Business Cycles, Part 1 by F. A. Hayek, The Collected Works of F. A. Hayek, Vol. 7, Edited by Hansjoerg Klausinger.
Table of Contents:
MONETARY THEORY AND THE TRADE CYCLE
Kevin Vallier explains some very basic and important distinctions found in Hayek’s work on the topic of welfare provision, the rule of law, and the redistributive schemes of socialists and the left.
It’s clear that most leftists, such as Brad DeLong and Henry Farrell, have no interest in any of this, their aim is to generate the stinkiest red herring they can create, and nothing else. But if you’re interested in Hayek’s social philosophy, you’ll likely find Vallier’s piece of some interest.
UPDATE: A reality check on this topic from Ryan Murphy, well worth reading.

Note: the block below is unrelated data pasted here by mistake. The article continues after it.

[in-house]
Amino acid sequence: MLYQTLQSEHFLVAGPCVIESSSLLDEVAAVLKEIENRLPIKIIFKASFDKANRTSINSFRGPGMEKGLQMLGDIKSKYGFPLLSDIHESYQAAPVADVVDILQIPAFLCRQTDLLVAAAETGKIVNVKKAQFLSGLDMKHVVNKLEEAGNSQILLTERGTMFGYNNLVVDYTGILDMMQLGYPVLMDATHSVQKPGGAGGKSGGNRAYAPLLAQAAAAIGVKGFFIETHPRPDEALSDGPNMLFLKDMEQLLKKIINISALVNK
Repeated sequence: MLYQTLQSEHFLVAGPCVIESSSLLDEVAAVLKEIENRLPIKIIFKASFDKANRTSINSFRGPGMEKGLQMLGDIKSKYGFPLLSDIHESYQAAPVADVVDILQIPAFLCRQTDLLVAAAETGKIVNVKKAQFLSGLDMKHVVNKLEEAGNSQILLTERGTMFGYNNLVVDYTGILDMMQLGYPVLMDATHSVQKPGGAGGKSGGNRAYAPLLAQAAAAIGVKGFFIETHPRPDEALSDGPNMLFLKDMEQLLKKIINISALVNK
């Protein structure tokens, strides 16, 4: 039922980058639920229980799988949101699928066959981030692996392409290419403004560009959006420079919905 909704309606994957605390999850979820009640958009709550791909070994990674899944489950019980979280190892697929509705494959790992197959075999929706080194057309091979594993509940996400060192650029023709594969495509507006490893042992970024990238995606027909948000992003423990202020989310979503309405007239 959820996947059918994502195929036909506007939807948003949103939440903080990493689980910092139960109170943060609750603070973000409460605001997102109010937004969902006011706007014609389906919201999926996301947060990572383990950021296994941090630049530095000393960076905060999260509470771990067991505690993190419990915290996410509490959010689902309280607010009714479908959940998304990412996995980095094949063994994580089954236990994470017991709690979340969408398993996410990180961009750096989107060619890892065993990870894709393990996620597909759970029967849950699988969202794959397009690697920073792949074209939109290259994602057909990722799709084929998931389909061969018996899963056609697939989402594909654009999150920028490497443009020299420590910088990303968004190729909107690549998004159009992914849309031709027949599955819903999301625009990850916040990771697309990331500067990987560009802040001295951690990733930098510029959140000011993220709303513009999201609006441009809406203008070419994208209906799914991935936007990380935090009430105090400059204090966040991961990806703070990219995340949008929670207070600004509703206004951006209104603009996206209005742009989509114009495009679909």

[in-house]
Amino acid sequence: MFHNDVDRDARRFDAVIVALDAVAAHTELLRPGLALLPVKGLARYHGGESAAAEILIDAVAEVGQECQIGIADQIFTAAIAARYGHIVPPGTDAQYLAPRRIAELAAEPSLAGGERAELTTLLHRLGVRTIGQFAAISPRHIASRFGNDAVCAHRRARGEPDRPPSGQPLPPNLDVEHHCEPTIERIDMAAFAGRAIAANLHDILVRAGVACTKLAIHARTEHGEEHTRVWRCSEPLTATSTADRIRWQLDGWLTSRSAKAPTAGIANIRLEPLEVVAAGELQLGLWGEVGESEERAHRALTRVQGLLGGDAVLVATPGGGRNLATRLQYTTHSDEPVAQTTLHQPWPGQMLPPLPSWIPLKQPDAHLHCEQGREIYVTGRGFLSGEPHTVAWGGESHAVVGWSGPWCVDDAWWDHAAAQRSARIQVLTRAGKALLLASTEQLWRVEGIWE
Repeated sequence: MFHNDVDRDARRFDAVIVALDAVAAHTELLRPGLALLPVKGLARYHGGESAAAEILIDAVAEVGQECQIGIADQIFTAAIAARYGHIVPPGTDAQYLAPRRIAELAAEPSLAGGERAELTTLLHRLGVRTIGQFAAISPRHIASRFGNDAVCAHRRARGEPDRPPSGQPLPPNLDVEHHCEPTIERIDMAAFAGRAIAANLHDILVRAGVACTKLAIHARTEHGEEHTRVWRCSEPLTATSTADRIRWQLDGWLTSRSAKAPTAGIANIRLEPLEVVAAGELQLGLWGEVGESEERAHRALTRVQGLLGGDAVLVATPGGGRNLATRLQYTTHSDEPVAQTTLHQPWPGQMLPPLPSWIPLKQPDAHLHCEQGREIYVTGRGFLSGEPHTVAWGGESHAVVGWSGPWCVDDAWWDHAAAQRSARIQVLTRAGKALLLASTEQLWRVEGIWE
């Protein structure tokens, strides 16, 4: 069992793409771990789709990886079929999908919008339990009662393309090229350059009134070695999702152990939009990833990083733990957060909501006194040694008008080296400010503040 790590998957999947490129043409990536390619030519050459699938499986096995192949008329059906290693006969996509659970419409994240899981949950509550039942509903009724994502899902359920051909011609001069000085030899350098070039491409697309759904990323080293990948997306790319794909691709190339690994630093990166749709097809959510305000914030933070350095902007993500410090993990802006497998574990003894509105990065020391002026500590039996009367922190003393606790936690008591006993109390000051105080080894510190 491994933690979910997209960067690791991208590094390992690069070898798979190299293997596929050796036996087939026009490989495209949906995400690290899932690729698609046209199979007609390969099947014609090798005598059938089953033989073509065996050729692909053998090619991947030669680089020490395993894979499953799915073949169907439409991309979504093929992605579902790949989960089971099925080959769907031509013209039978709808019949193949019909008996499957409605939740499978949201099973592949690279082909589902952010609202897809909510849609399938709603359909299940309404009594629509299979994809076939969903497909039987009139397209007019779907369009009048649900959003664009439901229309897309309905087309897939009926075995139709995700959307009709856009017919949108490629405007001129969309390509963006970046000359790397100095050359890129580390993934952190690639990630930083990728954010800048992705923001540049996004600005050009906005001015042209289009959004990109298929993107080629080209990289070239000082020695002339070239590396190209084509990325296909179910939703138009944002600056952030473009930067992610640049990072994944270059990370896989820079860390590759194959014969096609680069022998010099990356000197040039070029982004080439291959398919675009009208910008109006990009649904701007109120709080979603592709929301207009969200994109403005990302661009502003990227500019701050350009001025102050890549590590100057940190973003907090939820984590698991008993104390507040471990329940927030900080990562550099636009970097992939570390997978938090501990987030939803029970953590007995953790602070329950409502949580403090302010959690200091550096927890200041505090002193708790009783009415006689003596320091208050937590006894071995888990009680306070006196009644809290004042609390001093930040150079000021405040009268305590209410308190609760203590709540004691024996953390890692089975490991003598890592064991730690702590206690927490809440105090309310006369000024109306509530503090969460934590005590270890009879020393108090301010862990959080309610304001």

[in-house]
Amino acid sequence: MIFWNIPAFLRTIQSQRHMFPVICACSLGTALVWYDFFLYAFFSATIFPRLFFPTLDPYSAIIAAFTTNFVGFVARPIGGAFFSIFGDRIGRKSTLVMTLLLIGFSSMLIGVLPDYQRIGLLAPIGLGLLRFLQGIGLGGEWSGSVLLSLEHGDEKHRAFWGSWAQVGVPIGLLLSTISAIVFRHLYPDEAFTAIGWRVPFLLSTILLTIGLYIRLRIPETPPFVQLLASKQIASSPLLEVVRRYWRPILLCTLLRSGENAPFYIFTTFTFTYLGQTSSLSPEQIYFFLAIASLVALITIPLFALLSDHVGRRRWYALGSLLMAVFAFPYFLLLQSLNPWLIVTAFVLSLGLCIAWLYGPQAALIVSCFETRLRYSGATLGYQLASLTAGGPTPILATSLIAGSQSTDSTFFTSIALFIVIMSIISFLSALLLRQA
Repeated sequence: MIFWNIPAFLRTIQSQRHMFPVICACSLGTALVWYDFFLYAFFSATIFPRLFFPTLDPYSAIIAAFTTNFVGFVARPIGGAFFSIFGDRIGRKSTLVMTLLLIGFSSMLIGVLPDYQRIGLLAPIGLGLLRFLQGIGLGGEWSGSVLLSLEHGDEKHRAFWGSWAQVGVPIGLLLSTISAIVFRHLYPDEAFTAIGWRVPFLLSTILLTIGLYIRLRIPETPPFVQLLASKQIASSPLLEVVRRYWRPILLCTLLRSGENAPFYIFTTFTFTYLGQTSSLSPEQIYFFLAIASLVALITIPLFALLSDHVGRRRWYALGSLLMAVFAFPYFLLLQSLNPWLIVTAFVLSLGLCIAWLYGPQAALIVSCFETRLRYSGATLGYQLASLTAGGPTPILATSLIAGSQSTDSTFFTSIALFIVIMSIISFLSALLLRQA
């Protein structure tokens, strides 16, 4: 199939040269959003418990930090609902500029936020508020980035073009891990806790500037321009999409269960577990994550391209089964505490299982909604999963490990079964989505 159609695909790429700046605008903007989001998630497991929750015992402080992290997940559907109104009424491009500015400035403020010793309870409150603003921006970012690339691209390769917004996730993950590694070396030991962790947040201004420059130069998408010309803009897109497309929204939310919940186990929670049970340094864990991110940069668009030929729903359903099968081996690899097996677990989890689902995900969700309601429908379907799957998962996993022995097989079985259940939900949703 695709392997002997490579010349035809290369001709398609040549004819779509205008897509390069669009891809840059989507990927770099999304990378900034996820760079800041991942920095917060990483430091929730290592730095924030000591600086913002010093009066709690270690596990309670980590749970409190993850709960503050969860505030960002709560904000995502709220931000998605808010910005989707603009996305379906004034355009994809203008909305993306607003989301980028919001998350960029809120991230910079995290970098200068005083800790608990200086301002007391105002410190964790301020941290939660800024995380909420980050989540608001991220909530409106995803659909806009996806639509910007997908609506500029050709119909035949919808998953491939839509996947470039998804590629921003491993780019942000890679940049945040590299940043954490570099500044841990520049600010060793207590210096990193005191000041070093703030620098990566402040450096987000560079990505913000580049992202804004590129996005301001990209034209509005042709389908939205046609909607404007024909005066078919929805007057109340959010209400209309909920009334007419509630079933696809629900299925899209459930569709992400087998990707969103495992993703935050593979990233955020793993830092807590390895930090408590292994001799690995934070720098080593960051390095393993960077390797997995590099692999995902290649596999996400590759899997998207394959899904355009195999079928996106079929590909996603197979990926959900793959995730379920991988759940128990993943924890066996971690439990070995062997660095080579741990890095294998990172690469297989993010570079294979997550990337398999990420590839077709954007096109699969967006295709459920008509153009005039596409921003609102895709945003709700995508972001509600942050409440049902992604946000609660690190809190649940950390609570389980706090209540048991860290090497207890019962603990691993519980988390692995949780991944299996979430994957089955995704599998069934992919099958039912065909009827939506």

There are some really good books out this spring covering ground of interest to anyone fascinated by the work of F. A. Hayek. Here are a few of those titles:
The Tyranny of Cliches: How Liberals Cheat in the War of Ideas by Jonah Goldberg
Why Nations Fail: The Origins of Power, Prosperity, and Poverty by Daron Acemoglu & James Robinson
Why Capitalism? by Allan Meltzer
Living Economics : Yesterday, Today and Tomorrow by Peter Boettke
Free Market Fairness by John Tomasi
The Righteous Mind: Why Good People Are Divided by Politics and Religion by Jonathan Haidt
The Road to Freedom: How to Win the Fight for Free Enterprise by Arthur Brooks
Classical Liberalism and the Austrian School by Ralph Raico
No, They Can’t: Why Government Fails-But Individuals Succeed by John Stossel
Knowledge and Coordination: A Liberal Interpretation by Daniel Klein
Ameritopia: The Unmaking of America by Mark Levin
Civilization: The West and the Rest by Niall Ferguson
Intellectuals and Society: Revised and Expanded Edition by Thomas Sowell
Why Progressive Institutions are Unsustainable by Richard Epstein
French Liberalism from Montesquieu to the Present Day edited by Raf Geenens & Helena Rosenblatt
Thinking Fast and Slow by Daniel Kahneman
This Time Is Different: Eight Centuries of Financial Folly by Carmen Reinhart & Kenneth Rogoff